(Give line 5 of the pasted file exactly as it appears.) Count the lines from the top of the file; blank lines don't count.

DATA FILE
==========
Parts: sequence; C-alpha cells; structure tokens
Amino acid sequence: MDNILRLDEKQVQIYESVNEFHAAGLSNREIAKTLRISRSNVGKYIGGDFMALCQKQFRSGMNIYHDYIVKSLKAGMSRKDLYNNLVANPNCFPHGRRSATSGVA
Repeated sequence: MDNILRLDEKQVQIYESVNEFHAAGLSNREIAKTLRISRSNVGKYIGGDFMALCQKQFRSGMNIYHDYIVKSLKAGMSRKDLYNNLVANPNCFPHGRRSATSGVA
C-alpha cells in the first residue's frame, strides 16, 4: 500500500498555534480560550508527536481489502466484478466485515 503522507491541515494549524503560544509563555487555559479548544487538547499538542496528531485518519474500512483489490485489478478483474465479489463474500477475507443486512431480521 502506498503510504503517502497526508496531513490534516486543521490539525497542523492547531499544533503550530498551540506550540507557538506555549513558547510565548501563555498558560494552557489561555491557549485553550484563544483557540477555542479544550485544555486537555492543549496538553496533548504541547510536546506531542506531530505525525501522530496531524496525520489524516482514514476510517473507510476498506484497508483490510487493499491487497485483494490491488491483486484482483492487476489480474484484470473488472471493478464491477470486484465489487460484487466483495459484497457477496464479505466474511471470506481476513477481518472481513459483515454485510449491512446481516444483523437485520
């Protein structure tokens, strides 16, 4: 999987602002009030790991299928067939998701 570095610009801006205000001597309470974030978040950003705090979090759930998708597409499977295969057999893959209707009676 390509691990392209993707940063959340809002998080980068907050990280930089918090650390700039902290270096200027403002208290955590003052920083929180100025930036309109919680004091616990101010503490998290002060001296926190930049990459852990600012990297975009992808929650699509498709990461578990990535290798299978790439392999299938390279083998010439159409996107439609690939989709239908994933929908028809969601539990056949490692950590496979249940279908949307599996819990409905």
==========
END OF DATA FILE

């Protein structure tokens, strides 16, 4: 999987602002009030790991299928067939998701 570095610009801006205000001597309470974030978040950003705090979090759930998708597409499977295969057999893959209707009676 390509691990392209993707940063959340809002998080980068907050990280930089918090650390700039902290270096200027403002208290955590003052920083929180100025930036309109919680004091616990101010503490998290002060001296926190930049990459852990600012990297975009992808929650699509498709990461578990990535290798299978790439392999299938390279083998010439159409996107439609690939989709239908994933929908028809969601539990056949490692950590496979249940279908949307599996819990409905």